by Toby Axelrod
BERLIN (JTA) – In likely one of the last such trials, a 93-year-old former concentration camp guard was given a two-year suspended sentence on Thursday – a decision that the Simon Wiesenthal Center’s chief Nazi hunter is calling a travesty.
A Hamburg court found Bruno Dey guilty as an accessory in the murders of 5,230 people in the Stutthof camp near Gdansk, today in Poland but then a part of Germany. The count is reportedly based on the number of people murdered while Dey was stationed there.
Efraim Zuroff of the Wiesenthal Center’s Jerusalem office told the Jewish Telegraphic Agency that the suspended sentence sent the wrong message.
“He goes home happy and survivors have to live with their nightmares,” he said in a telephone interview.
About 14 former concentration camp guards and members of Nazi mass killing squads are under investigation, he said, adding that there is “no documented case of any German being executed for refusing to kill Jews.”
Their advanced age and that of survivors make future trials difficult.
Dey, who was tried in juvenile court because of his age at the time of the crimes, had admitted being an SS guard in Stutthof from August 1944 to April 1945 after being drafted into the German Wehrmacht. He was assigned to the camp after being found unfit to serve on the front.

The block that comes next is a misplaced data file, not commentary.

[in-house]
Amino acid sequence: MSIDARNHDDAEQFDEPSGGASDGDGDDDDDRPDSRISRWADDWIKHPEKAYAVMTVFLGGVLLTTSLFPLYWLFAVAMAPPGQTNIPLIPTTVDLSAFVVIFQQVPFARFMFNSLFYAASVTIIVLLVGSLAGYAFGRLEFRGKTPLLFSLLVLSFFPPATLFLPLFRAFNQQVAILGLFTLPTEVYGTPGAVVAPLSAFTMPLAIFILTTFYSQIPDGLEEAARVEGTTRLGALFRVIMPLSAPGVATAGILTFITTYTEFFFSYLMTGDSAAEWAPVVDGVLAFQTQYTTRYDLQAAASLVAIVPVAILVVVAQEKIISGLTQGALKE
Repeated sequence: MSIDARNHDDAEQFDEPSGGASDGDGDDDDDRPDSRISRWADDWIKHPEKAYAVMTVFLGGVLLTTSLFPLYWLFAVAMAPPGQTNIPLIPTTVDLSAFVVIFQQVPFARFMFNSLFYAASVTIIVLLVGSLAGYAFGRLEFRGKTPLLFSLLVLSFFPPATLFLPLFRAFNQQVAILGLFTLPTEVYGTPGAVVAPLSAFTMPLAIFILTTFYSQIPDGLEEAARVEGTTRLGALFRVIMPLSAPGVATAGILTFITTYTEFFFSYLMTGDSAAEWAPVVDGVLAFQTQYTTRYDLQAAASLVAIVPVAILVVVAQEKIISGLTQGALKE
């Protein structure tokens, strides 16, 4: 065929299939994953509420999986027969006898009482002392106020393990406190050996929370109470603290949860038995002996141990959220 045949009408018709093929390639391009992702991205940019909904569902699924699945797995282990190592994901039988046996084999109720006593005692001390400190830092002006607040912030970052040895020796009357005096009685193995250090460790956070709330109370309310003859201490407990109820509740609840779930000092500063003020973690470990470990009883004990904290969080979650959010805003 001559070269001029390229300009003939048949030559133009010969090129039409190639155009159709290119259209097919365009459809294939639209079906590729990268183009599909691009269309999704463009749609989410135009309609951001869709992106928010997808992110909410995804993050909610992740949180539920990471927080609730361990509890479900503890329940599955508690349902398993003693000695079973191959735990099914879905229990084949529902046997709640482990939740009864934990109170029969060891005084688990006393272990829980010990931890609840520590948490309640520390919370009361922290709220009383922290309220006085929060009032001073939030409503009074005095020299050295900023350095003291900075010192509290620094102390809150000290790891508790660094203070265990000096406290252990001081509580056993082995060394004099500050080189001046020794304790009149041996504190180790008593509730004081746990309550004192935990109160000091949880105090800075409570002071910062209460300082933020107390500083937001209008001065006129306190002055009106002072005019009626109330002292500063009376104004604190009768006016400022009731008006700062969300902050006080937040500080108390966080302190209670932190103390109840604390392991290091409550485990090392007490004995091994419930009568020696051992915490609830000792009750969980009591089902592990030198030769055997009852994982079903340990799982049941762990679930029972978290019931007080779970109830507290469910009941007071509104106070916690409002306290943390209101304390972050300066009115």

According to a BBC report, Dey said he was shaken by the testimony of survivors during his trial and apologized to “those who went through the hell of this madness.” But he also said that though he had known of gas chambers and witnessed people suffering, he had not known of the extent of the atrocities.
Of the estimated 100,000 people deported there, more than 60,000 died. Most of the prisoners were non-Jewish Poles, along with some Polish Jews.
State prosecutor Lars Mahnke contended that Dey had known what was going on and actively prevented people from fleeing.
“If you are part of the machinery of mass murder, it is no defense to say you looked the other way,” he told the court, according to German media reports.
Germany has prosecuted several accused accomplices to Nazi war crimes since the 2011 conviction in Munich of former concentration camp guard John Demjanjuk, who was found guilty as an accessory in the murders of nearly 30,000 Jews in the Sobibor death camp in Nazi-occupied Poland.
That case set a precedent in that being a guard at a death camp was sufficient to prove complicity in murder. Since then, Zuroff has sought tips on possible perpetrators in an effort titled Operation Last Chance. But none of the war criminals convicted since has served jail time, he said.